Nashville-based dental aligner designer SmileDirectClub (NASDAQ:SDC) has had a year of ups and downs. The company has had more ups than downs, however, as SDC stock has entered into a relentless bear market.
In a previous column, I tried to warn investors that SmileDirectClub’s expenses were getting out of control. For example, during 2021’s second quarter, the company’s marketing and selling expenses increased by around 178% year-over-year.
At the same time, SmileDirectClub’s free cash flow (FCF) was -$51 million, and the company’s total debt at the close of Q2 was a staggering $744.1 million.
Just recently, SmileDirectClub had a chance to redeem itself. Instead of delivering stats to make you smile, however, all we got was a bad checkup and an excuse that will make you grind your teeth in anger.
A Closer Look at SDC Stock
SDC stock started off 2021 at around $11.50. There were rallies throughout the year, but none of them lasted very long. May was one of the worst months for the shares, as the stock fell below the crucial $10 level. Moreover, as if that wasn’t bad enough, SmileDirectClub’s share price looked like it might drop below $5 in early November.
Then a trap door opened and SDC stock plummeted to the $4 area on Nov. 9. It closed at $4.03 yesterday. This puts it in penny stock territory (informally defined as a stock of a small company that trades for less than $5 per share).
Obviously, this is a cause for concern for SmileDirectClub’s shareholders. So what could have caused SDC stock to lose so much value so quickly? Let’s explore this question now – and see if SmileDirectClub is making the right moves to regain investors’ confidence.
Didn’t Expect Much, Didn’t Get Much
On Nov. 8, the day prior to the stock’s latest drop, SmileDirectClub released its third-quarter financial results. Analysts polled by FactSet weren’t particularly optimistic. On average, they had anticipated $183 million in revenues and a quarterly earnings loss of 14 cents.
Yet, despite the low bar set by the analyst community, SmileDirectClub still managed to come in under it. In Q3, the company’s revenues totaled $138 million, far below Wall Street’s mean expectation. Moreover, its top line fell 18% year-over-year.
Turning to the bottom line, SmileDirectClub reported a Q3 loss of $89 million. That equated to 23 cents per share, much worse than analysts’ average estimate. Also, just to offer some perspective on this, the company “only” lost $13 million, or 11 cents per share, in Q3 of 2020.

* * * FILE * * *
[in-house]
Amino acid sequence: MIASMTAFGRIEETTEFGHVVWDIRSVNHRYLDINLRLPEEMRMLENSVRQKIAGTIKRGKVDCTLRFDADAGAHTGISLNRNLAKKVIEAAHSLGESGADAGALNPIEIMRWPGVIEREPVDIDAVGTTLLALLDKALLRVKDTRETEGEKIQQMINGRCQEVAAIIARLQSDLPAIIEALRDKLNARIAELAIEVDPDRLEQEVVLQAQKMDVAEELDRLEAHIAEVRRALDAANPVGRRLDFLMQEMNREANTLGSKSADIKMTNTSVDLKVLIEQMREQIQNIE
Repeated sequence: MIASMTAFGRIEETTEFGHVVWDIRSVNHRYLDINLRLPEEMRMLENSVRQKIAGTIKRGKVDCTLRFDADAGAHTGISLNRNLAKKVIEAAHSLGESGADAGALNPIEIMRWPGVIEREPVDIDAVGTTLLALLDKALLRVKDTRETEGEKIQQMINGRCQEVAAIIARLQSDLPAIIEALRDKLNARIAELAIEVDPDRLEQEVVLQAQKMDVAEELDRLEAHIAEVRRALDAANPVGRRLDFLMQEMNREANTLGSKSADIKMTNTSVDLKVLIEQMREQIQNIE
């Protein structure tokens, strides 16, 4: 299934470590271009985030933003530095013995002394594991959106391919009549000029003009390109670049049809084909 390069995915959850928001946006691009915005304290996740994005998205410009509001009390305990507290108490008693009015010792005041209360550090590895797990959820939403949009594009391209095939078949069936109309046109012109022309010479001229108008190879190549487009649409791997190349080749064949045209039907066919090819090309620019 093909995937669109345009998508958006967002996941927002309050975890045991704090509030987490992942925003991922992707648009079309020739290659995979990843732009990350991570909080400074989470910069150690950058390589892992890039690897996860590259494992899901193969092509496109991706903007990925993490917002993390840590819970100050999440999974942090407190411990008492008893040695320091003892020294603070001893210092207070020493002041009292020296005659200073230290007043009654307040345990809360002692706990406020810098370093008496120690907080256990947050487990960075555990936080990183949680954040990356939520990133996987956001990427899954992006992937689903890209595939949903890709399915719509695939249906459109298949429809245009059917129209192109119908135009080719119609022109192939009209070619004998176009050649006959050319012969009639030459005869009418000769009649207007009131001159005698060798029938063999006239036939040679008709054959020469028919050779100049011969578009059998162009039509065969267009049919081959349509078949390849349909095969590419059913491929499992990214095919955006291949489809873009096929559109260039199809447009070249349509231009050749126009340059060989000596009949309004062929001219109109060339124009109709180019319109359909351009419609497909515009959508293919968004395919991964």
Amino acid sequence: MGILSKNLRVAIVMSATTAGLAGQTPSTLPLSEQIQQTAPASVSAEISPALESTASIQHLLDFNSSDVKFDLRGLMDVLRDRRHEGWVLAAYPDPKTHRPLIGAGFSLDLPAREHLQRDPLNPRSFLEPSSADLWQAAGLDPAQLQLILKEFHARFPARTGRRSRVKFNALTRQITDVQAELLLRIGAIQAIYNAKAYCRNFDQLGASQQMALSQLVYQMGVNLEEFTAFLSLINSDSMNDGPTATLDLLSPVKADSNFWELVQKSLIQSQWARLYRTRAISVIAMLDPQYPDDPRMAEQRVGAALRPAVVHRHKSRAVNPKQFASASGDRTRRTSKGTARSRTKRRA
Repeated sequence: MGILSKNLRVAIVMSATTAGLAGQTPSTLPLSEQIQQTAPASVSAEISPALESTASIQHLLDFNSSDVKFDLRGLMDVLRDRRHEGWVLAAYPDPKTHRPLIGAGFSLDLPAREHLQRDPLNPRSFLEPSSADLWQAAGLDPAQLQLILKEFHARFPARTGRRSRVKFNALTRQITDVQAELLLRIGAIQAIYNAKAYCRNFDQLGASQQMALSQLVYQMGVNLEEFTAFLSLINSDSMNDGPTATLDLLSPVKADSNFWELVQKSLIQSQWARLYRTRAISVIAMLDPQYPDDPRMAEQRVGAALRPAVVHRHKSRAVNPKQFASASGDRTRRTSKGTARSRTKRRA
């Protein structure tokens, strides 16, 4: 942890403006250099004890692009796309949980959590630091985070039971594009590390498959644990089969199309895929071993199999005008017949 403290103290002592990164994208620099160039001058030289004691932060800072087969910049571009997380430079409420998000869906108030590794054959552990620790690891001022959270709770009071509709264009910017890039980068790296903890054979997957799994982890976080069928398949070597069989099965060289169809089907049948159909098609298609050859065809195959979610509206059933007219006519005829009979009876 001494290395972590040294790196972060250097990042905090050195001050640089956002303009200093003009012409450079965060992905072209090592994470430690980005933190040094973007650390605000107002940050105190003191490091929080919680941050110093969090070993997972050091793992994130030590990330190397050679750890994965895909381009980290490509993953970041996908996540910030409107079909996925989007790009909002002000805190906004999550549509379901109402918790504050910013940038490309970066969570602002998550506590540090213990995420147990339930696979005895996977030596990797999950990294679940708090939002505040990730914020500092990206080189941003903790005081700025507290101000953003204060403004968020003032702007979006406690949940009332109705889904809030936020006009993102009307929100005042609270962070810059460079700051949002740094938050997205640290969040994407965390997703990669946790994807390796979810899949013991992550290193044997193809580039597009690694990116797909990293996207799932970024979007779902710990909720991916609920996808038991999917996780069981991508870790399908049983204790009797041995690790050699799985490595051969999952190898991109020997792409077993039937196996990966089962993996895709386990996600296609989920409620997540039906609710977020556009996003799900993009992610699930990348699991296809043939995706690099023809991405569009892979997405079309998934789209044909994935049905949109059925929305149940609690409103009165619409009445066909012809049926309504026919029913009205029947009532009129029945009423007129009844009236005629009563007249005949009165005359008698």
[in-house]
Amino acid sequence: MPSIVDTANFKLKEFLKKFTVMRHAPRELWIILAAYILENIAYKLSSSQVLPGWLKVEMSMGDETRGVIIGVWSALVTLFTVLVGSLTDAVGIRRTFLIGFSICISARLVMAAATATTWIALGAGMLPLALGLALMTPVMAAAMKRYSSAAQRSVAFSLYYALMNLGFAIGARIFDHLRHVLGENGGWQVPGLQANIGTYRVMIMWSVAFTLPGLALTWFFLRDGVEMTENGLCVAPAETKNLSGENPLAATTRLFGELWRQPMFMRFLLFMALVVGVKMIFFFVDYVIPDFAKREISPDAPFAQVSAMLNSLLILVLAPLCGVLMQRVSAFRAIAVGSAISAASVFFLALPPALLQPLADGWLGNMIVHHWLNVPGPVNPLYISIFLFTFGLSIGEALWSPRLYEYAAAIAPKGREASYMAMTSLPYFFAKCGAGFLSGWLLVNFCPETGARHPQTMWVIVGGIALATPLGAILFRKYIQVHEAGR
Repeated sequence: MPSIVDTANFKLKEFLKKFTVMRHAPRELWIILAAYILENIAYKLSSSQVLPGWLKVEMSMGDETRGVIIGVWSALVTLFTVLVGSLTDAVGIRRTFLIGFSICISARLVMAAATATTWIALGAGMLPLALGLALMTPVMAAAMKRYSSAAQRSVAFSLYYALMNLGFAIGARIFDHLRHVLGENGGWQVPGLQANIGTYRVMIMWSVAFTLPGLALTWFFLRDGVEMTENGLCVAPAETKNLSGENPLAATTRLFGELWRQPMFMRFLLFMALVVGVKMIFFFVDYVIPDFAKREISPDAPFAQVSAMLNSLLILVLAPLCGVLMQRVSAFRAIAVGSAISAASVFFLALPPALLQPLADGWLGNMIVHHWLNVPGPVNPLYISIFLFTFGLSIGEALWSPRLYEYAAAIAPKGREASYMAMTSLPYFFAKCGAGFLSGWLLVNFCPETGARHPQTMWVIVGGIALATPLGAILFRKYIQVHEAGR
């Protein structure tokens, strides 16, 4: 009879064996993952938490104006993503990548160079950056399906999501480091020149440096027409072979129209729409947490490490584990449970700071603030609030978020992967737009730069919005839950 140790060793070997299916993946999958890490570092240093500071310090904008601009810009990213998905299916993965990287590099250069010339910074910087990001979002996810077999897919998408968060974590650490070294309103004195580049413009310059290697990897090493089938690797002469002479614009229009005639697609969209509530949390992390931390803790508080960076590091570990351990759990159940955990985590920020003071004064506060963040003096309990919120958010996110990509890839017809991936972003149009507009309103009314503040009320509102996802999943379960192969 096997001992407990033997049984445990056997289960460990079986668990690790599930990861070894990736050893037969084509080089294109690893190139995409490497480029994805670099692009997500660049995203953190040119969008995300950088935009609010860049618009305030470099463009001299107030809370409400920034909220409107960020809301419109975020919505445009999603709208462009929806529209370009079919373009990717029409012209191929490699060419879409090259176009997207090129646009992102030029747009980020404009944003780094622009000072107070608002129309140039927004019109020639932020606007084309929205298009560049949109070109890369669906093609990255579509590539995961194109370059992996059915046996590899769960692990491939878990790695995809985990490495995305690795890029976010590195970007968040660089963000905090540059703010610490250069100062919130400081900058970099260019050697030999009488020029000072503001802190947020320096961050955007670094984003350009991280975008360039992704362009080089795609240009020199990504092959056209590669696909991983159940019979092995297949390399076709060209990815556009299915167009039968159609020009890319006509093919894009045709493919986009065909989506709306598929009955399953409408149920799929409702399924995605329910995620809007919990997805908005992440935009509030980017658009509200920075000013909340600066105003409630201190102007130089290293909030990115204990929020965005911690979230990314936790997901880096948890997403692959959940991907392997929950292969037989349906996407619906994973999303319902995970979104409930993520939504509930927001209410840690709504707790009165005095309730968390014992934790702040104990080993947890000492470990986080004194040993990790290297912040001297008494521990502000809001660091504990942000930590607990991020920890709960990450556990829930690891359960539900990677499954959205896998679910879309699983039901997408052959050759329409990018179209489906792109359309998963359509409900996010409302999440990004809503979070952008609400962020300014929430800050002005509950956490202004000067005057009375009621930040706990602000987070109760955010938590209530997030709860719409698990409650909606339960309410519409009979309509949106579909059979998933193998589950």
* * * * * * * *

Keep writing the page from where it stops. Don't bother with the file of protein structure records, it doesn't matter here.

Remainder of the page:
So now, the already low bar will have to be set even lower. While analysts’ average 2021 revenue estimate for SmileDirectClub is around $758 million, the company provided a guidance range of between $630 million and $650 million.
No, It’s Not the Economy
To borrow a phrase from Ricky Ricardo in the classic TV show I Love Lucy, SmileDirectClub has some “‘splaining” to do.
The shareholders did get an explanation, but not necessarily a good one.
“We are disappointed with our third-quarter results driven by the macroeconomic headwinds that are influencing the spending of our core demographic,” SmileDirectClub CEO David Katzman stated.
What the company needs now is fundamental change, not excuses. The third quarter of 2021 ended on Sept. 30. By that time, Covid-19 vaccines had already been widely available for awhile, and the economy was getting back on track.
The major U.S. stock-market indexes moved up during that quarter. There were so many jobs available that employers could barely find enough workers to take them. Consequently, blaming the economy isn’t a satisfactory response by the company.
SmileDirectClub needs to look inwards and find ways to contain its expenditures. Furthermore, the company needs to sell more of its core product; SmileDirectClub’s sold 69,900 aligners in Q3, down 25% from the same period a year earlier.
The Bottom Line
Frankly, I’m disappointed in SmileDirectClub and its CEO. The company is still a leader in home-delivered dental aligners, and it provides an essential service for folks who can’t afford braces.
Still, despite the rout of SDC stock, this story may have a happy ending. If SmileDirectClub takes more responsibility for its financial issues, it could, at long last, be worth investing in.
On the date of publication, David Moadel did not have (either directly or indirectly) any positions in the securities mentioned in this article. The opinions expressed in this article are those of the writer, subject to the InvestorPlace.com Publishing Guidelines.